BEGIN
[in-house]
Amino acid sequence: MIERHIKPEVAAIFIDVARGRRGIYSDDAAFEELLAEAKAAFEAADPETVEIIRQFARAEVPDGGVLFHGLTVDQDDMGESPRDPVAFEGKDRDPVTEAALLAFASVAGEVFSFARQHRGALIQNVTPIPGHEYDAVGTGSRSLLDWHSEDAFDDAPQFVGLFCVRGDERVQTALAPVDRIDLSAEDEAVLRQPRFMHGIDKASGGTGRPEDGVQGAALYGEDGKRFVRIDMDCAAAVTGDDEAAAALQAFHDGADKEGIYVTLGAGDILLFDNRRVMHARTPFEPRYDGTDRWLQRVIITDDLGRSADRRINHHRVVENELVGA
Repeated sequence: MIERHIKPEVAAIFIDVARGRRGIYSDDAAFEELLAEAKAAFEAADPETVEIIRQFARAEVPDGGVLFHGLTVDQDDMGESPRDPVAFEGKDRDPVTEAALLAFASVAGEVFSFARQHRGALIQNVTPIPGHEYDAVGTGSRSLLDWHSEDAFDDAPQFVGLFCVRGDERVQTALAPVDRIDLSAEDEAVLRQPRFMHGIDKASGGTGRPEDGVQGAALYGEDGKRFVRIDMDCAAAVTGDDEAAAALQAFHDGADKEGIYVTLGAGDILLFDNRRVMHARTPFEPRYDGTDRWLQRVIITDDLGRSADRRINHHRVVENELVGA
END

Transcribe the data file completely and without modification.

[in-house]
Amino acid sequence: MIERHIKPEVAAIFIDVARGRRGIYSDDAAFEELLAEAKAAFEAADPETVEIIRQFARAEVPDGGVLFHGLTVDQDDMGESPRDPVAFEGKDRDPVTEAALLAFASVAGEVFSFARQHRGALIQNVTPIPGHEYDAVGTGSRSLLDWHSEDAFDDAPQFVGLFCVRGDERVQTALAPVDRIDLSAEDEAVLRQPRFMHGIDKASGGTGRPEDGVQGAALYGEDGKRFVRIDMDCAAAVTGDDEAAAALQAFHDGADKEGIYVTLGAGDILLFDNRRVMHARTPFEPRYDGTDRWLQRVIITDDLGRSADRRINHHRVVENELVGA
Repeated sequence: MIERHIKPEVAAIFIDVARGRRGIYSDDAAFEELLAEAKAAFEAADPETVEIIRQFARAEVPDGGVLFHGLTVDQDDMGESPRDPVAFEGKDRDPVTEAALLAFASVAGEVFSFARQHRGALIQNVTPIPGHEYDAVGTGSRSLLDWHSEDAFDDAPQFVGLFCVRGDERVQTALAPVDRIDLSAEDEAVLRQPRFMHGIDKASGGTGRPEDGVQGAALYGEDGKRFVRIDMDCAAAVTGDDEAAAALQAFHDGADKEGIYVTLGAGDILLFDNRRVMHARTPFEPRYDGTDRWLQRVIITDDLGRSADRRINHHRVVENELVGA